Richard North, 22/09/2013  

If it hadn't been entirely his own fault, one could have had some sympathy with Farage as he surveyed the train wreck of his conference. "There is no media coverage of this conference. It's gone. It's dead", he complained to his faithful, yesterday. "It's all about Godfrey hitting a journalist and using an unpleasant four-letter word. It's gone!"

Had not Bloom intervened, there would perhaps have been far more focus on the policy issues. That would most certainly have been the case with this blog, as I had already done some preliminary work with a view to writing a response to Tim Congdon's conference presentation on the costs of EU regulation. Without Bloom, the work would have been completed and posted yesterday.

However, the issue is far too important to be left to the Daily Express, which seems to have been the only newspaper to have taken any interest in Congdon's claims. So the work has been done anyway.

Congdon, of course, is UKIP's economics spokesman and for some time he has been touting his paper on the costs of our membership of the EU. There, he puts the cost at £150 billion a year, representing ten percent of GDP. But, for the conference he increases this to eleven percent, bringing the cost to about £170 billion.

In his paper, the biggest single component of this, Congdon asserts, comes from 120,000 pages of EU law, accounting for five percent of GDP or about £75 billion. But, on the assumption that regulation reduces GDP by about a half a percent a year, he now puts the total cost of regulation at about £90-95 billion.

This is a difficult subject, it is a controversial subject and anyone looking at it in an objective way could only come to the conclusion that EU membership has been damaging to the UK, says Congdon, and one would not disagree with that. But does that make Congdon's regulatory cost figures right?

Nigel Farage seems to think so. He claims that they: "are to date the most comprehensive study of the overall cost of our membership of the EU. And that cost is staggering". But, as to the depth of that study, Congdon in his published paper tells us:
Given the vast scope of the EU’s regulatory effort, the present study cannot pretend to offer detailed and rigorous new quantitative research. All that can be done here is to synthesise the results of other analyses that seem well-intentioned in purpose and well-grounded in fact.
Further on, he tells us:
While exact quantification of the cost of the vast body of EU interferences is impossible, both the broad-brush approaches and the more nitty-gritty specific analyses suggest that each year the UK is losing between 2% and 5½% of GDP a year because of EU regulation. The number has undoubtedly been rising and, on that basis, must now be closer to 5½% of GDP than 2% of GDP. Given that the regulatory onslaught is gaining momentum all the time, the figure must be expected to increase in the next few years. We are therefore talking of the cost of EU regulation of, in the round, 5% of GDP.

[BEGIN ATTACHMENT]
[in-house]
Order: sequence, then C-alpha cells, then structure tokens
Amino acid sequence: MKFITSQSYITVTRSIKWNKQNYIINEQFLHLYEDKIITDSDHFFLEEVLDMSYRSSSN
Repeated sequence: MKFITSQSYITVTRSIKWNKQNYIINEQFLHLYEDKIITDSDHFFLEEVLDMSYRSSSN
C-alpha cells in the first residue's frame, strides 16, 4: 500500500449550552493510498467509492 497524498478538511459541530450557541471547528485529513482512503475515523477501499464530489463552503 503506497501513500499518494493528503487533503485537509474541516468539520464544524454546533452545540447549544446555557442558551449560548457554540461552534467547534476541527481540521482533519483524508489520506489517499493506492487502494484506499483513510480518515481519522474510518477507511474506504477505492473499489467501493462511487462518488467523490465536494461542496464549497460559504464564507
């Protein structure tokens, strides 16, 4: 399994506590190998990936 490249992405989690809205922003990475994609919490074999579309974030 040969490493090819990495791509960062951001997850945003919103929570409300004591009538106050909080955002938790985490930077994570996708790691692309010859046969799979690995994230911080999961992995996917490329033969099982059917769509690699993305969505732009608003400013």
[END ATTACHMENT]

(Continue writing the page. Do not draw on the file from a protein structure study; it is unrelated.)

In other words, far from being a "comprehensive study", Congdon is merely dipping into the work of others and then plucking out a figure somewhere in between the extremes, originally opting for five percent. This does not even qualify as an estimate. It is guesswork, dressed up in quasi-academic terminology.

Furthermore, this guesswork is based on several assumptions. By default, Congdon assumes that, had we not joined the EU, none of the regulation he attributes to the EU – or anything like it – would have been adopted by the UK. The UK would be a regulatory clean sheet.

Congdon also assumes that all EU regulation represents a cost to the economy and that there are no compensatory benefits. To that effect, he asserts: "the entire 120,000 pages of EU legislative enactments have effects, mostly negative, destructive and deleterious, on output and employment". He then assumes that the cost which he allocates to EU regulation is attributable entirely to EU action. Then, by inference, he leads us to believe that if we left the EU, the total assumed cost would represent a saving. The UK, he writes:
… has no need to suffer from the enormous burden of the 120,000 directives and regulations that constitute the acquis. We do not have to lose 5% or so of our GDP, with the toll rising over time, to participate in the great historical drama of "ever closer union". On the contrary, the move "towards ever closer union" is a process to which the overwhelming majority of our citizens are opposed.

The citizens of other European countries may be able to persuade themselves that a regulatory burden costing 5% of GDP is desirable and necessary for larger reasons of European "destiny". But most people in Britain are not interested in this destiny, whatever it was, is or may become. We should not allow a foreign bureaucracy to squander a colossal chunk of our national output for a purpose that in fact we despise.
However, all of these assumptions, overt and implicit, can be challenged. For instance, in terms of climate change legislation, Congdon asserts:
The EU bureaucracy has accepted the so-called "warmist" doctrine that, because of the carbon emissions arising from modern industrialism, mankind is largely to blame for the global warming of recent decades. The purpose of the 2009 Renewables Directive is, explicitly, to move towards a 20% drop in the EU's carbon emissions by raising the proportion of electricity generated by renewables (wind, wave, solar and so on) to 20% by 2020. The cost of electricity generation by means of renewable energy is much higher than that by conventional methods (gas and coal firing, mostly). For example, electricity from offshore wind farms costs at least three times as much to produce as electricity from a gas-fired combined-cycle power station.